Since most of our planet, or 70 percent, is covered in seas, it’s an age-old question where this amount of water came from here. According to the classical theory, the Earth was simultaneously bombarded with type C asteroids rich in carbon, which also brought water to it. The natural astronomyHowever, according to new research published in, this is only half the truth.
From the beginning, there was a bump in the water coming from asteroids: the water on Earth was different from the water from space. This is because the water in asteroids contains many of the heavy hydrogen isotope, deuterium. Scientists say the solution to the mystery is that some of the water comes from the sun.
According to the new theory, the solar wind, containing hydrogen and helium atoms ejected from the sun, bombarded asteroids and dust floating in space with oxygen atoms in the rocks, causing H2led to its formation.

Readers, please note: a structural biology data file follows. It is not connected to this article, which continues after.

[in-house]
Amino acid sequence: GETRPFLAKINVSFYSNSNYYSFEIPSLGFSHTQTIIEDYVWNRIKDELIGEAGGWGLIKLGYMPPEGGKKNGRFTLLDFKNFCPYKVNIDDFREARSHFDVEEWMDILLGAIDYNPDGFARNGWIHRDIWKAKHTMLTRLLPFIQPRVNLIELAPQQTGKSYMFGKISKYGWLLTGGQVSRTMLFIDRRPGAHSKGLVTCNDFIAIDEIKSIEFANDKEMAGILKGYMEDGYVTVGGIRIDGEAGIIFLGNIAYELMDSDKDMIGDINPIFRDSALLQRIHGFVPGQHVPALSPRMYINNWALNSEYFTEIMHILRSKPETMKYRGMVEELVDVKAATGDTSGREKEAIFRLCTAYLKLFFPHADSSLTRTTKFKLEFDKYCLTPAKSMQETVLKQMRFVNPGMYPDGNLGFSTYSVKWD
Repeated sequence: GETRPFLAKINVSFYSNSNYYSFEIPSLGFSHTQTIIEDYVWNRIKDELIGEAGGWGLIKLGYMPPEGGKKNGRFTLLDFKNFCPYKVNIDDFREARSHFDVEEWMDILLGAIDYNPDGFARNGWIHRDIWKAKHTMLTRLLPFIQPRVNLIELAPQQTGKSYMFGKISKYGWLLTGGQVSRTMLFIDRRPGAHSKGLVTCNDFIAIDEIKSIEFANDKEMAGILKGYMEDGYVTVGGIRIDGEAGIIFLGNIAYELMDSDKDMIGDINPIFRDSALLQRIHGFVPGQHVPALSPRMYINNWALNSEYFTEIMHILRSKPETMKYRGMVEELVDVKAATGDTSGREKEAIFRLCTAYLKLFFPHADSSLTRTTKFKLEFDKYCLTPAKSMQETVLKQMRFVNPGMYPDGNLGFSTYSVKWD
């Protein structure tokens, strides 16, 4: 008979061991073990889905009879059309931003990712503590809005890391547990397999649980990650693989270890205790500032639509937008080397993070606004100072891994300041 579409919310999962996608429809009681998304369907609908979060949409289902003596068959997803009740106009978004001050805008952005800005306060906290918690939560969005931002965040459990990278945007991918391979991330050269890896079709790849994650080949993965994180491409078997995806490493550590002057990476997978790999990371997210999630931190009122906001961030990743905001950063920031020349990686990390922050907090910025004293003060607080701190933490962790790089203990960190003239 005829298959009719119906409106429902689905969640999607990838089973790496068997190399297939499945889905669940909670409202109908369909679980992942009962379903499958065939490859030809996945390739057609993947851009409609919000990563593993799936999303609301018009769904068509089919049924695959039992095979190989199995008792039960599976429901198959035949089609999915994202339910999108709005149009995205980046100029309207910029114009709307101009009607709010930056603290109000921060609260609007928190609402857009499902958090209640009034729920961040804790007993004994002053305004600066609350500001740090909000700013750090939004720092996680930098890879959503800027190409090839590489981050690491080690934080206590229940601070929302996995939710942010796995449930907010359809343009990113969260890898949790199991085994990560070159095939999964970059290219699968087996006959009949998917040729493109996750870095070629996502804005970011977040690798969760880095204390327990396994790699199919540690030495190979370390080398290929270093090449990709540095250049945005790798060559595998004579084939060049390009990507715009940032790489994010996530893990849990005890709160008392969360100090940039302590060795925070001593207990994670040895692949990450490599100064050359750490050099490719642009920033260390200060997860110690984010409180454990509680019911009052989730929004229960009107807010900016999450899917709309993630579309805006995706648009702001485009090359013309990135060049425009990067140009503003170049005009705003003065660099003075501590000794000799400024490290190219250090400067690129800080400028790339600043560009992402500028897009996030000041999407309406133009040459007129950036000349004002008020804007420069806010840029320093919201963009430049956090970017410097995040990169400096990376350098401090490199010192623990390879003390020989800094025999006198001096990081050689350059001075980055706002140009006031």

Clean the water in the glass
Researchers at the University of Glasgow’s Department of Geography examined rock samples collected in 2010 by the Japan Space Agency’s Hayabusa probe. Based on the rocks of the asteroid Itokawa, it was concluded that the role of the Sun is important.
The sun was bombarded with fine-grained dust, fine-grained dust, the original source of lost water
Luke Daly, author of the research noted.
According to our calculations, the water-rich mixture of dust and asteroids equals the isotopic composition of groundwater.
The team examined the pieces of Itokawa using atomic probe tomography to determine how they were affected by the solar wind. Using the testing method physicists also use, matter can be decayed from atom to atom and then reassembled and mapped into a computer model. The presence of hydroxide and water was detected in the material, proving the effect of water production by the sun.
It was absolutely unexpected to find water! Based on what we know, the rocks from the asteroid must have been completely dry
The result is significant because it also means that we can get to water in space much easier than previously thought, even from dust on the surface of a planet, for example. Last but not least, water which is the basis of life almost covers the entire solar system due to the activity of the sun.
(Cover Photo: Roberto Machado Noa / Getty Images)
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